You didn't think I'd walk away from that seep so easily, did you?
Such spots are precious to us camera trappers too.
Local focal points.
As friend Katie called out in her comment on the previous post:
"It's like the equivalent of a UV light for moths, or an isolated nectar patch for butterflies. It draws in the critters like crazy."
So, let's talk about another concept well known to Lepidopterists - Phenology.
Which, in essence, is the study of seasonality.
When do flowers bloom? Butterflies emerge? Birds migrate? Deer mate? And what factors contribute to the timing?
If you study such subjects and questions, you're a Phenologist.
And in a second round of sets at the little seep, the cam caught some fine examples for us.
First up - the bucks moved in. Previously, only doe and fawn black-tailed deer were caught on the cam. But with the beginning of rut, the shiny-antlered bucks started showing up as well.
As you can see, I decided to try a lower angle.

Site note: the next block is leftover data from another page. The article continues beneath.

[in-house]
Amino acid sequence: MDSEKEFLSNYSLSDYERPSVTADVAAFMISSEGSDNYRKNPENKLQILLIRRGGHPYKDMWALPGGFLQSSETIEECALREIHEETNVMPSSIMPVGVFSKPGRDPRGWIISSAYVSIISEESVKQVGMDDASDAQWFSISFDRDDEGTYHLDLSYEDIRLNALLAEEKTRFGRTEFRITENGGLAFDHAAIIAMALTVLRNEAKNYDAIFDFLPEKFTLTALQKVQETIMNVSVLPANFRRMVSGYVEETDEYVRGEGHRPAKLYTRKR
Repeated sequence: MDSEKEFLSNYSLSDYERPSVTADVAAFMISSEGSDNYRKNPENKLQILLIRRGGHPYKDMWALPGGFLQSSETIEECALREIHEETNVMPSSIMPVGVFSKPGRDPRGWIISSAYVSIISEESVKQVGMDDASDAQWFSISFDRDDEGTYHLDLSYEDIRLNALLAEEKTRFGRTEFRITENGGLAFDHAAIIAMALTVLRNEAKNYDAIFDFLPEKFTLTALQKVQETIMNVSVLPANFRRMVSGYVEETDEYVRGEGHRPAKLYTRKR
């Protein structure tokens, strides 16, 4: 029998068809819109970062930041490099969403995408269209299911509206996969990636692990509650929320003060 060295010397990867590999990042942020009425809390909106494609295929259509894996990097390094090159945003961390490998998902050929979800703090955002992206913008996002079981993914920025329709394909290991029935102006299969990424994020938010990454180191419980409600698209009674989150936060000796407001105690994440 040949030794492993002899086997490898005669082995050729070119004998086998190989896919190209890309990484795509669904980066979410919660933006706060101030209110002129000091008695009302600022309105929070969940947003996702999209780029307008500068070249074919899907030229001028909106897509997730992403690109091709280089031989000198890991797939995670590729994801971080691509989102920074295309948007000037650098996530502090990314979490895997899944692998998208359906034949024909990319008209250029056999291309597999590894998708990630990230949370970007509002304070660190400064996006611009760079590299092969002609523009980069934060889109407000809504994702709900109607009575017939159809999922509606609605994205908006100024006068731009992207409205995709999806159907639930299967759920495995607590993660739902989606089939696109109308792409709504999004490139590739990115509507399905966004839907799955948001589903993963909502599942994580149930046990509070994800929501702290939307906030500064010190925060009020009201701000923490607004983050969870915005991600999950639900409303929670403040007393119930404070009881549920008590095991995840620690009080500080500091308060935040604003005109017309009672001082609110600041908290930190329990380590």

Along with the barrage of bucks, 3 seasonal birds also arrived - hermit thrush, varied thrush and American robin.
Hermit thrushes and a junco
The three migratory thrushes overwinter in the Santa Cruz Mountains, feasting on acorns and madrone, manzanita and toyon berries.
And they need water to drink and bathe too.
But they best watch their backs, because the local chicken-hawk must have heard they're in town.
Cooper's Hawk - death from above for little forest fowl, and a bird now oft seen in suburbia
So, there you go. A taste of Mammalogy Phenology and Ornithology Phenology to go with your turkey leftovers.
And another sip of seep.